Sawing Curved Cants from the Primary Breakdown Unit
Contrary to popular belief, the amount of curvature processed in a cant is limited by the mechanical actions of saws and less by lumber handling restrictions. When the amount of curvature processed is reduced, lumber recovery, value and grade suffer.
This article addresses the sawing of curved cants from the primary breakdown unit. Curve sawing is defined as following the form of a cant to achieve longer lumber, improved lumber value and reduced cross grain.
The curved path followed by curve sawing is a series of joined points or short lines which form curves. The amount of curvature is defined as the radius measured from a tangent at these points. This can also be the amount of the cant’s curved deflection to length. For instance, a 400-inch radius equals 5 inches of deflection in a 16-foot cant. More than a 5,000-inch radius becomes straight sawing with 0 to 1/2-inch deflection.
The amount of curvature processed is limited by the ability of saws to withstand side pressure from contact with wood in the curved sawing path. This is normally measured as the clearance between the wider saw tooth and the plate along the curved path. It is measured at the front of the saw where the guides are located since the guided area of a thin-kerf saw is rigid while the back can flex.
Factors affecting the clearance include saw diameter, where smaller saws reduce the radius, and wood abnormalities such as flared butts, which force the wood against the saws.
Two current popular methods of curve sawing are ‘form following.’ which is mechanically following the form of a cant, and ‘skew and translate,’ which follows an electronically defined path by pivoting the arbor and shifting the saws laterally against the incoming wood.
Form following has been around for more than 50 years with roots in Scandinavia. It remains popular today due to the ability to follow the natural form of a cant and the low degrade this method produces. Even curved lumber is known to become straight on the green chain with this method.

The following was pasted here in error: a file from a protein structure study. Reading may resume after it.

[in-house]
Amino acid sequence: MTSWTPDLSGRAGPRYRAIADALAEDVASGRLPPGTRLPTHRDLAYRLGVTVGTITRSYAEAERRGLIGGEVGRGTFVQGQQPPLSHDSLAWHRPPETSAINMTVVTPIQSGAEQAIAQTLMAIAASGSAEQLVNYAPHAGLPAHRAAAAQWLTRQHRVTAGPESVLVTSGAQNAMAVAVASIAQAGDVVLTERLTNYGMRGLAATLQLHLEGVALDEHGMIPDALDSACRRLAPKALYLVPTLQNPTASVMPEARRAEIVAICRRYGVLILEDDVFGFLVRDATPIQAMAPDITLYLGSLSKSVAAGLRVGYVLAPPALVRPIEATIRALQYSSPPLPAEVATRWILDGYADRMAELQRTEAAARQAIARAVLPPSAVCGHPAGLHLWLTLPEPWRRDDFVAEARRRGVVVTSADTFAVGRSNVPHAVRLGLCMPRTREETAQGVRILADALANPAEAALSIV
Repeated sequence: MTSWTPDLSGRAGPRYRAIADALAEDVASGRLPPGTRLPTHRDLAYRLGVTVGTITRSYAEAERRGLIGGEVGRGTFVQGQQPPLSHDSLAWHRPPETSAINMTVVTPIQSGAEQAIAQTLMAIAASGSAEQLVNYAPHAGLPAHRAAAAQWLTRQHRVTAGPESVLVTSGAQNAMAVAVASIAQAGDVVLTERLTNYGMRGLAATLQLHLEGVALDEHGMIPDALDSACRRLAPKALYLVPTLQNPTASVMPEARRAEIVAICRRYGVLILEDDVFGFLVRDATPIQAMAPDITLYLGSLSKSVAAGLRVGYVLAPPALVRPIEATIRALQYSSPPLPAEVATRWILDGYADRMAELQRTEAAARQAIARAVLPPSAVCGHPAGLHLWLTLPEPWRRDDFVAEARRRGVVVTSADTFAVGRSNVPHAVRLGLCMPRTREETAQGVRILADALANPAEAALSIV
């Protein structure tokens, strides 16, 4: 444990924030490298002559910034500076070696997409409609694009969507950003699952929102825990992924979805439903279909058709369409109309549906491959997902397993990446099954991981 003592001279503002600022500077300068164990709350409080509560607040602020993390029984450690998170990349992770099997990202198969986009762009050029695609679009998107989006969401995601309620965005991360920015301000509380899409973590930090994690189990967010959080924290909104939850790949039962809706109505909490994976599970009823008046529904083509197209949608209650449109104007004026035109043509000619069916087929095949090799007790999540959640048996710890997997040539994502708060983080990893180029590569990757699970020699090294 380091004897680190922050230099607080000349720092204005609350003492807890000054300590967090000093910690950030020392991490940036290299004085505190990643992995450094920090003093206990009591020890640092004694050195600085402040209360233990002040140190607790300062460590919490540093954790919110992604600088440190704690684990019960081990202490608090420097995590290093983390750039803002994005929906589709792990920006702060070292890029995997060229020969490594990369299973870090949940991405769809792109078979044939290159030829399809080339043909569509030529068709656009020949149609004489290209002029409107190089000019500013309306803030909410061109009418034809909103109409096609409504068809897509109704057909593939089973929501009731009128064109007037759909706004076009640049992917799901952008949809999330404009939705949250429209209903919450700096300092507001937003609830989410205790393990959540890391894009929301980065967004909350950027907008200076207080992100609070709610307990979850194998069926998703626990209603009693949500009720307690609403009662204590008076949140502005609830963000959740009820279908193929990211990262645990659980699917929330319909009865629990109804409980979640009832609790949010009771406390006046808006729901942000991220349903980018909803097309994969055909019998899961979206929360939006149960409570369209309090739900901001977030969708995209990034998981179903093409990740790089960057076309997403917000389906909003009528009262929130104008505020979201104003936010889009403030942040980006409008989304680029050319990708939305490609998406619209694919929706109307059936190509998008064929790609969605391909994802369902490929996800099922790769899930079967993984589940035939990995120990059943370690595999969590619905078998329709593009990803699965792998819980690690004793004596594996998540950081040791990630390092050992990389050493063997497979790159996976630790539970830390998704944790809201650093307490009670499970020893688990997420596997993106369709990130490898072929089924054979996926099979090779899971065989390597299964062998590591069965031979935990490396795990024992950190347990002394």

Form following requires a four-sided cant that has been curve sawn by a chipping canter in a separate operation with curvature controlled by ‘natural’ form following or by electronic means to restrict excessive curvature. This permits a separate canting operation independent of the saws and allows the use of conical chipping heads with superior quality chips and the ability to process flared butts.
Form following uses two sets of rolls placed in close proximity to the leading and rigid edge of the saws (due to guides). They transport the cant through the saws with a very short tangent, reducing the radius to 500-inches irrespective of the cant’s thickness. This equals 9.3 inches of deflection in a 16-foot cant.
Skew and translate is used to process two-sided cants with round sides and is absolutely dependant on electronic controls. The articulating action of the arbor tends to force the saws against the incoming wood, effectively reducing the radius to the 2,000-4,000-inch range or 2.3 inches down to 1.15 inches of deflection in a 6-inch cant 16 feet long. If these amounts are exceeded, under normal circumstances saw abrading from wood contact will occur, causing overheating, saw damage and downtime. This is further aggravated by flared butts where chipping heads force material onto the saws.
The limiting radii which are based on the mechanical action of the saws — and not their electronics systems — are estimated as follows:
Limiting Radii* Theoretical Deflection
in 6-inch, 16-foot cant
Form following curve sawing: 500 inches to 9.30 inches
Skew and translate curve sawing: 3,000 inches 1.50 inches
Straight sawing: 5,000 inches 0.97-inch
*estimates reported in industry
Therefore, we can conclude that contrary to popular belief, the amount of curvature processed is limited more by the mechanical actions of saws and less by material handling equipment. And reduced curvature processing results in reduced lumber recovery, value and grade.
For more information, contact SawQuip at (450) 586-5100, fax (450) 586-5105, e-mail firstname.lastname@example.org, or visit the Web site at www.sawquip.com.